How to compare cultures? The case of historical thinking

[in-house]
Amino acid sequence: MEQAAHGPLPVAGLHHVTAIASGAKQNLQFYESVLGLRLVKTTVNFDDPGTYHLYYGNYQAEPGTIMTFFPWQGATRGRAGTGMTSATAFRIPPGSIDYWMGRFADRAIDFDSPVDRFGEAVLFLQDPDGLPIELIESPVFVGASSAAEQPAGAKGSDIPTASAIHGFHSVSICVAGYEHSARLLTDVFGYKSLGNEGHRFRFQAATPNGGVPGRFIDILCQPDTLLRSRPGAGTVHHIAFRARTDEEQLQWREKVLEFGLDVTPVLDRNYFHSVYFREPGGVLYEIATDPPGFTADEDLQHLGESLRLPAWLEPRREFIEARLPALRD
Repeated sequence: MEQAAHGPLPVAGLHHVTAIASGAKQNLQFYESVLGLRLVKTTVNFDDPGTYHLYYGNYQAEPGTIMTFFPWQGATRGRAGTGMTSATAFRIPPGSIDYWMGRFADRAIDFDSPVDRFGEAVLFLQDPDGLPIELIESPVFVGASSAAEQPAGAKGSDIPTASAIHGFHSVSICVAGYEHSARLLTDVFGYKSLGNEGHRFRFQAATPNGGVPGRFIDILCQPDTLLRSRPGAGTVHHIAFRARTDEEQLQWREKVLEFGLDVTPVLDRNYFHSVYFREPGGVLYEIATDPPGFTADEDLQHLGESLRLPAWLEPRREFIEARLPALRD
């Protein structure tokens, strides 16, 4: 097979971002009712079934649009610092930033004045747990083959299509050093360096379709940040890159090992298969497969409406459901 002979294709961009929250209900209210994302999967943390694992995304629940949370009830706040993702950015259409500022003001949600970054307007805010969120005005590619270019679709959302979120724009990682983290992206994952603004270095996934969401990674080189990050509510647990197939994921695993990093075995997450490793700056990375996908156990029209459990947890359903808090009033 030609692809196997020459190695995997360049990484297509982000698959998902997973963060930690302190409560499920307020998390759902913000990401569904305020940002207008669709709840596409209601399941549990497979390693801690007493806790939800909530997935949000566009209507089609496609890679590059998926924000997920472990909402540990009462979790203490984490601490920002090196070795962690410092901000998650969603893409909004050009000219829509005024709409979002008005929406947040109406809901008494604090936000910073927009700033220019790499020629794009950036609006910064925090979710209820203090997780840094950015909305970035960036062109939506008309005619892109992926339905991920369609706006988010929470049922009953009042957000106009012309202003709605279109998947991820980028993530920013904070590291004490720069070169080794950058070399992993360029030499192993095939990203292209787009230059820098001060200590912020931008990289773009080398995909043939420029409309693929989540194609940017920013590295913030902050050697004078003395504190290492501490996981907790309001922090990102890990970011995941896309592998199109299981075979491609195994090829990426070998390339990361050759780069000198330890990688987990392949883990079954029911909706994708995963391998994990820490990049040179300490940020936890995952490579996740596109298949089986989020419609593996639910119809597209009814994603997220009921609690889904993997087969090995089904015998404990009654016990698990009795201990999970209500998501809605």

Comparative studies in historiography are rare. In most cases authors use a pre-given idea of the essentials of historical thinking and historiography to compare Western with non-Western phenomena in the field of historical representation in general, and historiography in particular. This approach to comparison is very problematic since the presupposed paradigm of historiography is an abstraction in the Western tradition. As a consequence this comparison brings about knowledge on non-Western historical thinking and historio-graphy in so far as it is similar to or different from the Western one. Difference normally imply deviation or a lack of historicity. However, comparing Western historiography with Chinese historiography, does not bring about such a big difference as we witness in the case of for example India. Nevertheless, a cultural bias in the comparative work exists that makes the results of comparative work problematic. The article proposes a theoretical means of intercultural comparison that is grounded in a general theory of historical thinking, presented in the form of its matrix. This matrix is explicated, discussed and differentiated into a set of items which can be used as criteria of comparison.